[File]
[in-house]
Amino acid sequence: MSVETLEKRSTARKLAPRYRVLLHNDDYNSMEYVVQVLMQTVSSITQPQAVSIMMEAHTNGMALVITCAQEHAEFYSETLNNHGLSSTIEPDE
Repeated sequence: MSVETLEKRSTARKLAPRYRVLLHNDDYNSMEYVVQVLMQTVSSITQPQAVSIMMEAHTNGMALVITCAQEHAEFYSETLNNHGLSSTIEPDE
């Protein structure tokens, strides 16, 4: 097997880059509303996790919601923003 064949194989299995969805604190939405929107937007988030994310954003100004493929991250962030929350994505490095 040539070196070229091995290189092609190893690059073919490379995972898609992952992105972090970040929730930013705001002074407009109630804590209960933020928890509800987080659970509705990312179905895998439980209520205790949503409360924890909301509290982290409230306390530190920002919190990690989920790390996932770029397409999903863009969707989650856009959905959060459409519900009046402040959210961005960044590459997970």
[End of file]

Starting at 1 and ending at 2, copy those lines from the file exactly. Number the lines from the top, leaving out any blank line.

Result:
[in-house]
Amino acid sequence: MSVETLEKRSTARKLAPRYRVLLHNDDYNSMEYVVQVLMQTVSSITQPQAVSIMMEAHTNGMALVITCAQEHAEFYSETLNNHGLSSTIEPDE